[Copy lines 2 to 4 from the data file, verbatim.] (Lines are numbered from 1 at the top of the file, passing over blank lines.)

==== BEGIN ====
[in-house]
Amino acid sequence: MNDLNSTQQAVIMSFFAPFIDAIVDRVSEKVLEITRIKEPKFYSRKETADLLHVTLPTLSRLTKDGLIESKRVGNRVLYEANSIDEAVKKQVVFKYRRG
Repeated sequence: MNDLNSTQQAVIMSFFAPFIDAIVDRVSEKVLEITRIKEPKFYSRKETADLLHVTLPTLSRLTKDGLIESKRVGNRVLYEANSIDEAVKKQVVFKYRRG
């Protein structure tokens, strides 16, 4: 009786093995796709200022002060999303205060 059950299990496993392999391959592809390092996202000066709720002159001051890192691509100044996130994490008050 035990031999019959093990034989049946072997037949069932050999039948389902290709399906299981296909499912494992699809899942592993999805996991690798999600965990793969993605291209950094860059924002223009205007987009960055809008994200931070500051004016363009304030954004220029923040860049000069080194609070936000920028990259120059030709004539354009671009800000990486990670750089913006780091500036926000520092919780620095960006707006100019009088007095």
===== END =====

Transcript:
Amino acid sequence: MNDLNSTQQAVIMSFFAPFIDAIVDRVSEKVLEITRIKEPKFYSRKETADLLHVTLPTLSRLTKDGLIESKRVGNRVLYEANSIDEAVKKQVVFKYRRG
Repeated sequence: MNDLNSTQQAVIMSFFAPFIDAIVDRVSEKVLEITRIKEPKFYSRKETADLLHVTLPTLSRLTKDGLIESKRVGNRVLYEANSIDEAVKKQVVFKYRRG
């Protein structure tokens, strides 16, 4: 009786093995796709200022002060999303205060 059950299990496993392999391959592809390092996202000066709720002159001051890192691509100044996130994490008050 035990031999019959093990034989049946072997037949069932050999039948389902290709399906299981296909499912494992699809899942592993999805996991690798999600965990793969993605291209950094860059924002223009205007987009960055809008994200931070500051004016363009304030954004220029923040860049000069080194609070936000920028990259120059030709004539354009671009800000990486990670750089913006780091500036926000520092919780620095960006707006100019009088007095």